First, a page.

My husband has banned me from Amazon. Not for shopping. For reading book reviews. Specifically, my book reviews.
I wrote a book and because it was about kindness, I assumed everyone would love it. So when someone left me a two-star review, I cried. Seriously, stupid I know, but I boo-hooed for almost two days. One day for each star.
“I would have enjoyed this book so much if it had been stories about people who received unexpected kindness and gifts from others. I did not expect that the stories would be told by the givers. Only my personal opinion, but kindness & generosity is reduced when ‘declared,’ regardless of how great a gift or small the kindness given. I hope this author feels inspired to write another book that would be from the receiver’s point of view. She is a gifted writer.”
I read those words and wanted to scream, “Did she even read the whole book?” But somewhere between blowing my nose for the twelfth time and growing thicker skin, I remembered something. The person who wrote that review feels the same way I felt six years ago.
When I first started writing this column, I was worried because the very first story was about me and an act of kindness I had done for someone else.
I was so concerned I was on the wrong path or in some way committing a cardinal sin that I sent the story to my pastor and asked him to read it. He gave me the okay and the rest is history.
Sure, I try to write from both points of view: those who have done an act of kindness and those who were blessed by being the recipient.
But the truth I’ve come to learn since immersing myself in the study of kindness is this:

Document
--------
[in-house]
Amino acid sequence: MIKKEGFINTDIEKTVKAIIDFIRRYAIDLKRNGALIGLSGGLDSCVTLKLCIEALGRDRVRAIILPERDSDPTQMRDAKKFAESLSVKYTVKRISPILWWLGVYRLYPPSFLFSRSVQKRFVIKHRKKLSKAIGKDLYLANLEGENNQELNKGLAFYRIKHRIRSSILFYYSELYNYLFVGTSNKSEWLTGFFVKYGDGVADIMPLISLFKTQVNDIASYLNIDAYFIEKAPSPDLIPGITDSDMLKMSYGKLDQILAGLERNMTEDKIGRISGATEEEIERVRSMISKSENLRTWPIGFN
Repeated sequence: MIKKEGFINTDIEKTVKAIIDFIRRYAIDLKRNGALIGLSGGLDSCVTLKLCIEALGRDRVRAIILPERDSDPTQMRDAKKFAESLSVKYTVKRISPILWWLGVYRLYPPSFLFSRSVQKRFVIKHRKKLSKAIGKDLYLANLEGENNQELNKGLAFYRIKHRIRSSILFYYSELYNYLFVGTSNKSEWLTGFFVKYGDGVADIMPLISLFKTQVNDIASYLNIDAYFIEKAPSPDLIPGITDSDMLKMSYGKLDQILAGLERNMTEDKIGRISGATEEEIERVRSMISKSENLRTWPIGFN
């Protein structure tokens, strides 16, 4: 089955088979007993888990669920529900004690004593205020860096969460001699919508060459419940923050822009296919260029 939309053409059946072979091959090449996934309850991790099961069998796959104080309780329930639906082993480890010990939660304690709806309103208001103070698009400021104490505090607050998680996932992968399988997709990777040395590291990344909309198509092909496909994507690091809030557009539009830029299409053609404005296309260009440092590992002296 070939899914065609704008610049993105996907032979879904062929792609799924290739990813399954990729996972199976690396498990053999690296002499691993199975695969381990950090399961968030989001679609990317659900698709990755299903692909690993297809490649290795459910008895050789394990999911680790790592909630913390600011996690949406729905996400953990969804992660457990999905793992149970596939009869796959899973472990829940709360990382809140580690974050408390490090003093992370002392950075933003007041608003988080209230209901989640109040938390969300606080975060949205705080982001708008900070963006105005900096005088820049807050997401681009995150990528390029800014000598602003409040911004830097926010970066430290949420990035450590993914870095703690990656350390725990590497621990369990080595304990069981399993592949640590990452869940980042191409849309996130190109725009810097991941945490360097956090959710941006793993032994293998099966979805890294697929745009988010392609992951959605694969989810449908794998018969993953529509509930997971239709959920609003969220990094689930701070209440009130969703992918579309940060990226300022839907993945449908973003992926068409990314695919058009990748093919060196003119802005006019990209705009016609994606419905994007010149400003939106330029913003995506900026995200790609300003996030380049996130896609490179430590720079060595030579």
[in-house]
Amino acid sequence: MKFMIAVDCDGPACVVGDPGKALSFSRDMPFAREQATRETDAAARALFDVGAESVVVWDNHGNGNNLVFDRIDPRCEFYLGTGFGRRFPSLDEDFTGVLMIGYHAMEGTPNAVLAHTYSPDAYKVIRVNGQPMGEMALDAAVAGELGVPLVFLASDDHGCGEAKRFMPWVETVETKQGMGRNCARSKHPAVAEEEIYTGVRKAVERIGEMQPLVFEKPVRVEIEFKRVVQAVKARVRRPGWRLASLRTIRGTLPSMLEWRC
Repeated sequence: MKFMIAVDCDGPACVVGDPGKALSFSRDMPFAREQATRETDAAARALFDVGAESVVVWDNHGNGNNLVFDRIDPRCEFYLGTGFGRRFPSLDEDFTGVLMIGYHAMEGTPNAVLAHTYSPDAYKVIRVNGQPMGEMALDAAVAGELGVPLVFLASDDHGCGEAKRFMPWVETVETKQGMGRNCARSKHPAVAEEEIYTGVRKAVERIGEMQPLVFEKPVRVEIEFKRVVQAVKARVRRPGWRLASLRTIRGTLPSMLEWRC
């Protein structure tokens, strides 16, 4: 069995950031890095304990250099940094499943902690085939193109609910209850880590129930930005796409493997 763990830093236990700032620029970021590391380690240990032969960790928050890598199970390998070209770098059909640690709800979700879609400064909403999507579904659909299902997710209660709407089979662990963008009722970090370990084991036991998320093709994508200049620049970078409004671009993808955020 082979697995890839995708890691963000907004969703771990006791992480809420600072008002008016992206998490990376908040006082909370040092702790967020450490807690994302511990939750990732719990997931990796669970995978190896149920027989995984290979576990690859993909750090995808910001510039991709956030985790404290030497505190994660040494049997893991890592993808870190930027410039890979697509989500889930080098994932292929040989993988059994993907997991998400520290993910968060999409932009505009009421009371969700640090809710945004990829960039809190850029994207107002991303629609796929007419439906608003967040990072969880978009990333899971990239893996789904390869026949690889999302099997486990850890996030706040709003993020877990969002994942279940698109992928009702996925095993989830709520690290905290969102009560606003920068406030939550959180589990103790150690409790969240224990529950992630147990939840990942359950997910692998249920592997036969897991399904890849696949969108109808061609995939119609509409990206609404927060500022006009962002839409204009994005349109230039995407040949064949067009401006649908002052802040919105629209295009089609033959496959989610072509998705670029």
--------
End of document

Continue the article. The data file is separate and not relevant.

Kindness isn’t about them. It’s about you.
The greatest perks of kindness, the physical, mental and emotional benefits, are usually bestowed on the giver, not the receiver. It’s backward, but it’s the way I’ve seen it work in my own life and the lives of others.
We live in a world that prizes humility (probably because we don’t see it very often). We feel like bragging about our generosity or thoughtfulness in some way diminishes the eternal rewards for our actions. And if we’re running around yelling from the mountaintops about everything we’ve ever done, it probably does.
But here’s the flip side: when we only talk about the recipients, we come to idolize the givers. We see them as superheroes, someone we could never be because we don’t have their superpowers like time, energy and money.
By sharing what we’ve done and how it’s enriched our lives with joy and gratitude, we make kindness contagious. We make it look fun. We make other people want to try it. And we show them that it only takes a little sacrifice to make a big difference.
Feb. 12-18 is Random Acts of Kindness week. It’s meant to be a party, both online and in real life. Here’s the scoop from the Random Acts of Kindness website.
“Random Acts of Kindness week […] is an annual opportunity to unite through kindness. Formally recognized in 1995, this seven-day celebration demonstrates that kindness is contagious. It all starts with one act — one smile, one coffee for a stranger, one favor for a friend. It’s an opportunity for participants to leave the world better than they found it and inspire others to do the same.”
There are all kinds of great ideas to get you started and spark your imagination at randomactsofkindness.org. You can pick your favorites, create an online profile to share with friends and encourage others to give kindness a try.
Kindness is ready to take over this nation, but we have to let people know how easy it really is. No superheroes needed.
Please continue to share your stories of kindness with me at email@example.com. Or send a letter to Kindness is Contagious c/o Nicole J. Phillips, The Forum, 101 5th St. N., Box 2020, Fargo, ND 58107.
Nicole J. Phillips is a former television anchor for Fox News in Fargo. She is a writer, speaker and mother of three kids. Nicole is married to Ohio University’s men’s head basketball coach Saul Phillips. Her column runs every Saturday. You can visit Nicole at nicolejphillips.com.